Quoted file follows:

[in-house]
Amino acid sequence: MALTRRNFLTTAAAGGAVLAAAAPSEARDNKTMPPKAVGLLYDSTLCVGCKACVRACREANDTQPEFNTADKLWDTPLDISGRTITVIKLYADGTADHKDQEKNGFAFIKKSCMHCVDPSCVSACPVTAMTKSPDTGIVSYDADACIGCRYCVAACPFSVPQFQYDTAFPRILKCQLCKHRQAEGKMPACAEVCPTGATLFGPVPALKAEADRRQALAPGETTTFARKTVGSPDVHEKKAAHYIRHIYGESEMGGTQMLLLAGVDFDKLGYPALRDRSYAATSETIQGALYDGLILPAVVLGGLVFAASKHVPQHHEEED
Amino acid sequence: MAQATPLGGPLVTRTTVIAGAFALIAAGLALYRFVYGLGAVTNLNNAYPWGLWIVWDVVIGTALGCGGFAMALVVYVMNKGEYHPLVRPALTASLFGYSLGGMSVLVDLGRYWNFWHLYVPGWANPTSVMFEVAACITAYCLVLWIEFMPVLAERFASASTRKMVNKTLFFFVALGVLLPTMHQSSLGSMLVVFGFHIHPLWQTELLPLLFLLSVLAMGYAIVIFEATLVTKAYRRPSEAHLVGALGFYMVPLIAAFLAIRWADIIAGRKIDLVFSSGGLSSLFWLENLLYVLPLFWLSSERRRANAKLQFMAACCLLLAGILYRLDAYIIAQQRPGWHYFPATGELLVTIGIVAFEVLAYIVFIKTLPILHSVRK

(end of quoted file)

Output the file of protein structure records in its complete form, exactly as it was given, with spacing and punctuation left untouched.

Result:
[in-house]
Amino acid sequence: MALTRRNFLTTAAAGGAVLAAAAPSEARDNKTMPPKAVGLLYDSTLCVGCKACVRACREANDTQPEFNTADKLWDTPLDISGRTITVIKLYADGTADHKDQEKNGFAFIKKSCMHCVDPSCVSACPVTAMTKSPDTGIVSYDADACIGCRYCVAACPFSVPQFQYDTAFPRILKCQLCKHRQAEGKMPACAEVCPTGATLFGPVPALKAEADRRQALAPGETTTFARKTVGSPDVHEKKAAHYIRHIYGESEMGGTQMLLLAGVDFDKLGYPALRDRSYAATSETIQGALYDGLILPAVVLGGLVFAASKHVPQHHEEED
Amino acid sequence: MAQATPLGGPLVTRTTVIAGAFALIAAGLALYRFVYGLGAVTNLNNAYPWGLWIVWDVVIGTALGCGGFAMALVVYVMNKGEYHPLVRPALTASLFGYSLGGMSVLVDLGRYWNFWHLYVPGWANPTSVMFEVAACITAYCLVLWIEFMPVLAERFASASTRKMVNKTLFFFVALGVLLPTMHQSSLGSMLVVFGFHIHPLWQTELLPLLFLLSVLAMGYAIVIFEATLVTKAYRRPSEAHLVGALGFYMVPLIAAFLAIRWADIIAGRKIDLVFSSGGLSSLFWLENLLYVLPLFWLSSERRRANAKLQFMAACCLLLAGILYRLDAYIIAQQRPGWHYFPATGELLVTIGIVAFEVLAYIVFIKTLPILHSVRK